Edgar Wright’s style of cinema has become quite unmistakable over the years thanks to his masterful world-building, musical influence, and free-flowing stories that are brimming with style and humour. The director’s latest venture, Last Night in Soho, offers audiences a large dose of his trademark style, but it is also a departure for the filmmaker as he tones back the comedy and substitutes it with a heavy dose of horror in present-day/‘60s London. Although this is in many ways a beautiful showcase of Wright’s fascination with the ‘60s, it also delivers a poignant message on our longing for the past. Last Night in Soho sparkles thanks to Wright’s ambitious aspirations for the film’s visuals and the talented cast led by Thomasin McKenzie and Anya Taylor-Joy. However, while McKenzie’s character effortlessly slides into the past, the film, unfortunately, doesn’t possess that same smoothness throughout.
Last Night in Soho tells the story of Eloise (McKenzie), a young aspiring fashion designer obsessed with the 1960s, who moves from Cornwall to Soho to study at the London College of Fashion. Soon, though, Eloise finds she can transport back to the ‘60s, where she lives and watches the life of Sandie (Taylor-Joy), a young lady hoping to be the next superstar singer. What first turns out to be a dream scenario for our protagonist quickly turns into a nightmare as Sandie’s life, her supposed perfect man, Jack (Matt Smith), is much darker and disastrous than she could ever believe.
The audience hoping for another classic Edgar Wright film will be thrilled as the film opens with the ‘Wright’ approach. The British director’s projects often become musicals, and at the very beginning of this film, we are treated to Eloise dancing to a ‘60s track in her newspaper dress while imitating Audrey Hepburn with the iconic long cigarette holder. Not long after, we’re given a glimpse of Eloise’s mother, who is dead, as well as seeing Eloise’s fear upon arriving in London due to a cab driver and various other characters. It’s a beautiful nod to the city, the ‘60s, as well as highlighting Wright’s knack for brilliant visual storytelling and his ability to plant all the necessary narrative seeds without much dialogue.
Last Night in Soho’s cast, which includes Diana Rigg and Terence Stamp, all deliver excellent performances, but the film is undeniably stolen by the brilliance of its two young stars. McKenzie and Taylor-Joy are a beautiful contrast to one another, which is particularly highlighted at the beginning as McKenzie’s wide-eyed stare shows the magnitude and horror of London. Whereas Taylor-Joy bursts onto our screen in the glamorous ‘60s setting wearing an equally glamorous dress with an air of elegance and confidence that Eloise admires and wants. However, when called upon, the two actors effortlessly become one as the character of Sandie, adding to the style, and later, the horror of this story. Not a scene goes by where you don’t find yourself being drawn in by a glance or small line of dialogue from them.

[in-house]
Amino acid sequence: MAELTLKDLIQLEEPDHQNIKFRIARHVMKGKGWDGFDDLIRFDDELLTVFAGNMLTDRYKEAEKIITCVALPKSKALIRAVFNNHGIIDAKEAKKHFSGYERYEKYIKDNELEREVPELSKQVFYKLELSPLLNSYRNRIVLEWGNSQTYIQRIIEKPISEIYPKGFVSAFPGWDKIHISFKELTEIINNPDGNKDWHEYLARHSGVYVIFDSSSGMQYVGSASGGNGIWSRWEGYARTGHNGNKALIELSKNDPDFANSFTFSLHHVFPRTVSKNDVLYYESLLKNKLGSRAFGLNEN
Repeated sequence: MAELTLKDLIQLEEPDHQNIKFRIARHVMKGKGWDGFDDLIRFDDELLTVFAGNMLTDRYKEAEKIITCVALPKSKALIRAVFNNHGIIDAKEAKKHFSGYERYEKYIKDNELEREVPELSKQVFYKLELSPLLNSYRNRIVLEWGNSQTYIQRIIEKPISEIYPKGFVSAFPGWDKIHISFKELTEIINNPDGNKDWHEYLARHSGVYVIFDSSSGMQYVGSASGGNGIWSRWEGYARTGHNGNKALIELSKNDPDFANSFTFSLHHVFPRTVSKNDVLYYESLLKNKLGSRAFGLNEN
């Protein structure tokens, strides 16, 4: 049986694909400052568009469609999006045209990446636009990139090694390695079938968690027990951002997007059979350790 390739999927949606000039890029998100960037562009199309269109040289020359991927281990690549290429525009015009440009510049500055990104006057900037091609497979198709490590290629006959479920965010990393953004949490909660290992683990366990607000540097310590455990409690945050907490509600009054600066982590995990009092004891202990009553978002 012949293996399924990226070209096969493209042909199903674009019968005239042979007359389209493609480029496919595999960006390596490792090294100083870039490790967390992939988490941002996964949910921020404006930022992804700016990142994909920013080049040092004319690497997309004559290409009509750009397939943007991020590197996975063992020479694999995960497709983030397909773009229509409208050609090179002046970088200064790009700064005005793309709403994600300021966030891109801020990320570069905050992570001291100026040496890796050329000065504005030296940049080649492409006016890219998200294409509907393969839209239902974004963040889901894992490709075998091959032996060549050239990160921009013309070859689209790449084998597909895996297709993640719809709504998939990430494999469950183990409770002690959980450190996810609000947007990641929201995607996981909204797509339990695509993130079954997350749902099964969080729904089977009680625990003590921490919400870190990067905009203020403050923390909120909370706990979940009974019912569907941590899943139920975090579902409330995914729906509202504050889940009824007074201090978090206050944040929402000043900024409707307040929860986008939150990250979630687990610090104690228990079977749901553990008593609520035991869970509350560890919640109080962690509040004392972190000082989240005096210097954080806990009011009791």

Although the horror project has two tremendous actors leading the charge, the film’s stunning visuals captured by cinematographer Chung-hoon Chung is arguably its most captivating element. A perfect illustration of this is when Eloise first enters the ‘60s, and alongside the incredible production designs, there are brilliant shots like when Sandie first dances with Jack, and as the camera moves along with the dance, McKenzie and Taylor-Joy consistently trade places. In addition to this, there are more horror-Esq shots of Eloise watching Sandie within a mirror. These creative shots that are enhanced by costumes, music, and incredible lighting are so stunning that the visuals eventually become a crutch for the film to rely on a little too much.
London itself becomes a character in this story, another specialty of Wright, as the city creates an ambiance, both good and bad, to fit the film’s direction. The story effectively transitions into a horror, but it’s shortly after this shift that Last Night in Soho’s momentum stalls. It’s here the story runs out of ideas, and the film becomes more enamoured with its playful shots, which is coincidentally a similar problem in screenwriter Krysty Wilson-Cairns’ 1917. Eloise and the story just end up going round in circles both literally and figuratively, and while the visuals are still captivating, they slowly start to lose their impact.
The creativity and glamour of the presentation in Wright’s film is still able to captivate audiences even when the narrative is lacking in substance, but, unfortunately, the story’s lack of depth means the truly effective scares are also scarce. This again means this psychological horror feels like it’s plodding along without a clear direction until the final act reignites its original spark.
Last Night in Soho’s terrific climax offers a brilliant twist alongside the genuine feeling of fear and intrigue, as well as effectively hammering home the story’s underlying message of not glamorising the past because, as Eloise says, London can be “a bad place.” Ultimately, while it’s clearly not on par with some of Wright’s past films, Last Night in Soho’s daring and admirable approach, performances, and tributes to the ‘60s makes it an engaging watch.
Last Night in Soho hits cinemas on Friday, October 29th.